Friday, November 21, 2008

Brewing the Perfect Cup of Tea

Autumn is officially here, and soon to be on its way out. Along with the equinox, cooler temperatures sweep in and fall breezes begin to blow. As you spend your days out in the fresh air watching the leaves change hue, there's nothing that satisfies more than a hot cup of tea to warm your body up from the inside out. It's the wool sweater of the beverage world in the fall.

However, making this cup of tea isn't as simple as pouring hot water in a cup. To truly enjoy and savor your tea drinking experience let me offer you a few basic guidelines that will make each cup a memorable one. Our bulk herb department has a wide variety of loose teas and herbs to help get you started.

Common Mistakes in the World of Tea Brewing
Several common mistakes can have a drastic effect on the flavor of your tea and can even end up costing you more money. Pay attention to these little details next time you brew up a pot and see if you can tell the difference.

Correct Measurement
When brewing a pot of tea using bulk tea leaves most people just dump in the leaves until there's a nice pile at the bottom of the pot. That looks like a good amount, right? Wrong! Did you know you only need about one measuring teaspoon full of tea leaves per 8 oz cup? Measure it out next time and you'll see that you can have just as much flavor using far fewer leaves. Brewing the proper amount can make your tea drinking a much more affordable habit.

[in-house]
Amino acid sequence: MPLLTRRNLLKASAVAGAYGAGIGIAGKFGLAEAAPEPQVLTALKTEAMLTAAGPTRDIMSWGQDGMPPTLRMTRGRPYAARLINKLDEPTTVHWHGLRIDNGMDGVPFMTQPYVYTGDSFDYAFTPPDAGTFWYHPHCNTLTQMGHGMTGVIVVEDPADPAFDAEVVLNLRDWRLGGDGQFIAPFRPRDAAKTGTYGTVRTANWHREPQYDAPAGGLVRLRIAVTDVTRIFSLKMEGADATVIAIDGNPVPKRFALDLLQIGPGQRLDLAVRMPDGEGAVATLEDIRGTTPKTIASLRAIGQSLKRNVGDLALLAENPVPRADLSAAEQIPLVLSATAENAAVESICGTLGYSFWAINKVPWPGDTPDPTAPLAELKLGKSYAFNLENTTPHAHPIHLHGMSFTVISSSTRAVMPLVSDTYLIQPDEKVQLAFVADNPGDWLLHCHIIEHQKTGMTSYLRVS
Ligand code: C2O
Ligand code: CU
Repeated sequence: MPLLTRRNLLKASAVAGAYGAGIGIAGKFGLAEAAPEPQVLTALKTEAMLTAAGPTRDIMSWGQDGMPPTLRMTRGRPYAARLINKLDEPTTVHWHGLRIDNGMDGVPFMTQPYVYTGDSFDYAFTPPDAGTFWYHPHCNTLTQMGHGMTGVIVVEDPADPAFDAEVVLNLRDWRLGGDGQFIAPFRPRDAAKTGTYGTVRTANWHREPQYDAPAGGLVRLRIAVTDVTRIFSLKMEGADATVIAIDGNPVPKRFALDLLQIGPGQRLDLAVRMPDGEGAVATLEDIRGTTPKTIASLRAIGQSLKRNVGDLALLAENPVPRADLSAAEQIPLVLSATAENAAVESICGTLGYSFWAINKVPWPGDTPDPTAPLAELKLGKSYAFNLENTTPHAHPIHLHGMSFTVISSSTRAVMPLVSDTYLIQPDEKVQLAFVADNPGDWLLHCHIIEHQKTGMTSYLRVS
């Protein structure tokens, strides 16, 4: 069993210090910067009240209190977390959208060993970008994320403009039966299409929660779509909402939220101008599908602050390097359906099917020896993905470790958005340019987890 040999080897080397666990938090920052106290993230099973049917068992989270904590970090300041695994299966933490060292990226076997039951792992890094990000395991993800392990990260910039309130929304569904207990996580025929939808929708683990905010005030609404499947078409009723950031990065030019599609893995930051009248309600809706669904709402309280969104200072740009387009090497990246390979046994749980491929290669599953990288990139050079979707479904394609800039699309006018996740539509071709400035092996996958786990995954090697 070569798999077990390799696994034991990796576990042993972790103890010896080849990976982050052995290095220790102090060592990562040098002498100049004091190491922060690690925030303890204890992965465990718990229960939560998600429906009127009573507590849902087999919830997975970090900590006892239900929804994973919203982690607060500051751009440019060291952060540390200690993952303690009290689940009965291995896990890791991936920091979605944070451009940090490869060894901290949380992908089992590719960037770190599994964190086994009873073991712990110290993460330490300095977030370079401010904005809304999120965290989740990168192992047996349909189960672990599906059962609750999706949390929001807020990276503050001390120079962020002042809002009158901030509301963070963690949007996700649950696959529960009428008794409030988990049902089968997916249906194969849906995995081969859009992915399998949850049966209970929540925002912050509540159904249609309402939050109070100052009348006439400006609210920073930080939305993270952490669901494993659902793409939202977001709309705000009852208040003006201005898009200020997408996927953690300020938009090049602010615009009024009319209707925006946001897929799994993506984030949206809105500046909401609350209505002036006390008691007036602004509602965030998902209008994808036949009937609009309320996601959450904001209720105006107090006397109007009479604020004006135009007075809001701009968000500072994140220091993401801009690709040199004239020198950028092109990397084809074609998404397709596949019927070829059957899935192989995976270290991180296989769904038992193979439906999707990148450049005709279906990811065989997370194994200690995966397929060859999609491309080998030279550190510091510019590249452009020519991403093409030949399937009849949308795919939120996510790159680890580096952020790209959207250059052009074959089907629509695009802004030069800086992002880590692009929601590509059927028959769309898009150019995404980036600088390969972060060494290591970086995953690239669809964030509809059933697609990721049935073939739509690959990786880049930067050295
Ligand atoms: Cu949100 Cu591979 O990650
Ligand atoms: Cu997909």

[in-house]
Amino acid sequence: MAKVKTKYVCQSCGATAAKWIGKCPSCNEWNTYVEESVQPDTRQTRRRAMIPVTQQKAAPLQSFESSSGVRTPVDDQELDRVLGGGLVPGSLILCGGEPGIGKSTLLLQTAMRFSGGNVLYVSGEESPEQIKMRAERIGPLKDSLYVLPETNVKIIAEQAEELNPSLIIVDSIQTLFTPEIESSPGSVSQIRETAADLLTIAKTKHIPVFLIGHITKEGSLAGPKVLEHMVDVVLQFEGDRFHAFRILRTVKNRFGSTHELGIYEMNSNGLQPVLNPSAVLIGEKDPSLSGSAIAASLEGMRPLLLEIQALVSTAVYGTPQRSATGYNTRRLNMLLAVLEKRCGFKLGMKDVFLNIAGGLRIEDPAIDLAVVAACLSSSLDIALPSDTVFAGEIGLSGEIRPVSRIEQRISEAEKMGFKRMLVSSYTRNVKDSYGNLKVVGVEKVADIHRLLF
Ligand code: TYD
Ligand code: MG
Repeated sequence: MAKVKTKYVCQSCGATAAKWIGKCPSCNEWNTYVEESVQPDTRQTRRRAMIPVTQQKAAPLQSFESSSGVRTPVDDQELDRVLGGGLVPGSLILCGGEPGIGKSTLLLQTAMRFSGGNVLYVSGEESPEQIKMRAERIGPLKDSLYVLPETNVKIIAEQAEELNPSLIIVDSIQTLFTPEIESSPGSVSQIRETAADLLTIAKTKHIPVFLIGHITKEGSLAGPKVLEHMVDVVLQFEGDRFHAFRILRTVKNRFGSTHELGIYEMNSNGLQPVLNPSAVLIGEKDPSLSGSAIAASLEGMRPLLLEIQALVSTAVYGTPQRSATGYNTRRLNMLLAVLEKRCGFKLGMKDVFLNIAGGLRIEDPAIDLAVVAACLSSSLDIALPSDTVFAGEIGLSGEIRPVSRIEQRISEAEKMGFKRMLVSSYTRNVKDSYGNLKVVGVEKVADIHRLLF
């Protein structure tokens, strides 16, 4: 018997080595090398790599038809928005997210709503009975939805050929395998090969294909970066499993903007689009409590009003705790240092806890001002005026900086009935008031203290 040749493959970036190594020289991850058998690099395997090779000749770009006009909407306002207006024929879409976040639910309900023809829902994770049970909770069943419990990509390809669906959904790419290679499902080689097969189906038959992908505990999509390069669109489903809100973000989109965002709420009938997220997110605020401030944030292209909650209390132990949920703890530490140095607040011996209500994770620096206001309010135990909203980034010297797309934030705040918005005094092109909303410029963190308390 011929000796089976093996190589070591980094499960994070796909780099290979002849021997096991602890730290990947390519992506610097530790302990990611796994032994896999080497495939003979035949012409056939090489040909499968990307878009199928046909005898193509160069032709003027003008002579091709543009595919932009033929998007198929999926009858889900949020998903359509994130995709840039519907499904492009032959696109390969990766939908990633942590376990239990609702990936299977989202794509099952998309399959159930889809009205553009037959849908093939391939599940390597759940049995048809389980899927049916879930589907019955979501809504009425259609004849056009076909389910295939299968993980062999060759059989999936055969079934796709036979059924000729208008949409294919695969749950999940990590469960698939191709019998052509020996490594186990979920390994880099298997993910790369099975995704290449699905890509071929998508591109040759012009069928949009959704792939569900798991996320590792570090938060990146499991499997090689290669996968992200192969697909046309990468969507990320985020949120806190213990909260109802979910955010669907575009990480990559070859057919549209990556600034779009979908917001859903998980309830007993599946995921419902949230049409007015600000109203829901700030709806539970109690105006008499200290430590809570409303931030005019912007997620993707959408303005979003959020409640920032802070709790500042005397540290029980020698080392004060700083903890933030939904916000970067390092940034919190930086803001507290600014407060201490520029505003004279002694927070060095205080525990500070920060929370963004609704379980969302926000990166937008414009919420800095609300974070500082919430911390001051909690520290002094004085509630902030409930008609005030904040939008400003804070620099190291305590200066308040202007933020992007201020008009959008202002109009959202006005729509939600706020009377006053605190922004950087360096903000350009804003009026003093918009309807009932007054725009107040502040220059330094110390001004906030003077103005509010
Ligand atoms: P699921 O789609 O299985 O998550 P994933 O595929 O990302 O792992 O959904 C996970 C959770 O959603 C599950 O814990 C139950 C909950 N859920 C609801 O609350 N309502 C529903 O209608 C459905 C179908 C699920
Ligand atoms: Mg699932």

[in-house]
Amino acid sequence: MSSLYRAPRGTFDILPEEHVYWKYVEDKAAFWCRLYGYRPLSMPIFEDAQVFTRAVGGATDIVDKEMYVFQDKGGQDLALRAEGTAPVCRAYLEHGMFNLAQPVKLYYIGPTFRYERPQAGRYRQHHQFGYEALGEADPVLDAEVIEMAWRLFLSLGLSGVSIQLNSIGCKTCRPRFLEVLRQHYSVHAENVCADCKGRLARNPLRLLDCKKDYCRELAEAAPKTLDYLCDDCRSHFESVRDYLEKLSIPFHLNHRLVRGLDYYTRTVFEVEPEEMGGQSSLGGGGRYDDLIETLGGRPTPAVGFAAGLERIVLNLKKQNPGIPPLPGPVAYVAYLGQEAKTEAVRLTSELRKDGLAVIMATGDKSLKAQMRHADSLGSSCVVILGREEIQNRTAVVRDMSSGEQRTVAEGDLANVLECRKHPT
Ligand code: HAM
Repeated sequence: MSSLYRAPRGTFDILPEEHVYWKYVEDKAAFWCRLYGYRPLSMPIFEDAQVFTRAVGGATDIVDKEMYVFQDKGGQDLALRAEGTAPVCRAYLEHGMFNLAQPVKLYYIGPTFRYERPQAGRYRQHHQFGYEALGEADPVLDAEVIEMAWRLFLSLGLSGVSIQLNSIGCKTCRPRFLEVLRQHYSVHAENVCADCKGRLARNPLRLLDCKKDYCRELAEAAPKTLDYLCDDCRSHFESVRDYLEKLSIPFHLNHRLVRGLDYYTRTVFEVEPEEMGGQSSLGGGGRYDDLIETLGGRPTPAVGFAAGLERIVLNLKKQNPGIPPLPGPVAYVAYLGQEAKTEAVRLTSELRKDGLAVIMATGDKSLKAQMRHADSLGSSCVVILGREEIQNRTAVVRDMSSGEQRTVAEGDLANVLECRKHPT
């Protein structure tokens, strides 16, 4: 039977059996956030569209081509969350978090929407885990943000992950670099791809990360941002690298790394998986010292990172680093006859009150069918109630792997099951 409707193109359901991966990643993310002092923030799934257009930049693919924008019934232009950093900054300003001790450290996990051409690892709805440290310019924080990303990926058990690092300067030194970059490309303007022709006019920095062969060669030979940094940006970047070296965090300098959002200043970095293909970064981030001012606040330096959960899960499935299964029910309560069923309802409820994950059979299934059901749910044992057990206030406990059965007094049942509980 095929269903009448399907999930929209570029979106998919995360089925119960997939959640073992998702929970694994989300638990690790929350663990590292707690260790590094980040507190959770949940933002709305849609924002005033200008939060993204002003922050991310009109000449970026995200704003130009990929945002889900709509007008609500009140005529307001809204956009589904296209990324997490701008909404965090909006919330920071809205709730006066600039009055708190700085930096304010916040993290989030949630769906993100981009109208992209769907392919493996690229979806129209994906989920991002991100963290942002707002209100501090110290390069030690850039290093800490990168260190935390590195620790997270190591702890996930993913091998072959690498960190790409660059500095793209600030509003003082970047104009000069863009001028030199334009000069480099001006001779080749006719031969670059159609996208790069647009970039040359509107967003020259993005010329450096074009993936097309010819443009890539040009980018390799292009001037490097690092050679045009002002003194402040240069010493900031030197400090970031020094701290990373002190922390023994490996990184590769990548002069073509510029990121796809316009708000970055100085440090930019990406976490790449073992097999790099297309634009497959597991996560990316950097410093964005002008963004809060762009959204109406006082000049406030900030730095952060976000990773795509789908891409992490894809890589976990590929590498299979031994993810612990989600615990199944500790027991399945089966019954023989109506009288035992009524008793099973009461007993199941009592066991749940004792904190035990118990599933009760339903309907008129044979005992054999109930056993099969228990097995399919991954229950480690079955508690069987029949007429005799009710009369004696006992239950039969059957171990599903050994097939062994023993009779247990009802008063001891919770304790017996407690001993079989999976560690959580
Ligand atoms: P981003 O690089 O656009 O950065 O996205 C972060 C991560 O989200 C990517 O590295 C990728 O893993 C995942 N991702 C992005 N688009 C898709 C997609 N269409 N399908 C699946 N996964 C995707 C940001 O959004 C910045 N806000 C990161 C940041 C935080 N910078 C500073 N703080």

Full Leaf Expansion
Now that you have the proper amount of tea measured out, it's important to make sure the leaves have enough room to fully expand so that all of the flavors can be released. Your strainer should be large enough to let the leaves expand to 3-5 times their original size. Basket infusers work very well for providing ample expansion room. You can also brew the leaves right in the pot and strain them out afterwards.

Tea Particulars
Different types of tea require different steeping temperatures and times. Many teas will become bitter if steeped too long or develop an unpleasant flavor if the water is the wrong temperature. Follow these guidelines to bring out the full flavor in each variety.

Black Tea
Black teas can be steeped for approximately 4-6 minutes when the water is at a full, rolling boil.

Green Tea
Green tea leaves are more delicate than black and require a lower steeping temperature and shorter time. The water is the right temperature just before it begins to boil, when steam is swirling out of the kettle. Steep the leaves for only 2-3 minutes.

Herbal Tea
Herbal teas can be made with boiling water and generally steep for about 6 minutes. When making a medicinal herbal tea however, steeping times of 10-15 minutes will brew a stronger cup and can be more effective.

Next time you get out the teapot, follow these basic guidelines and see if you can taste the difference. Happy steeping!

Check out the teas currently available on Wedge Worldwide!

written by Katie Frerker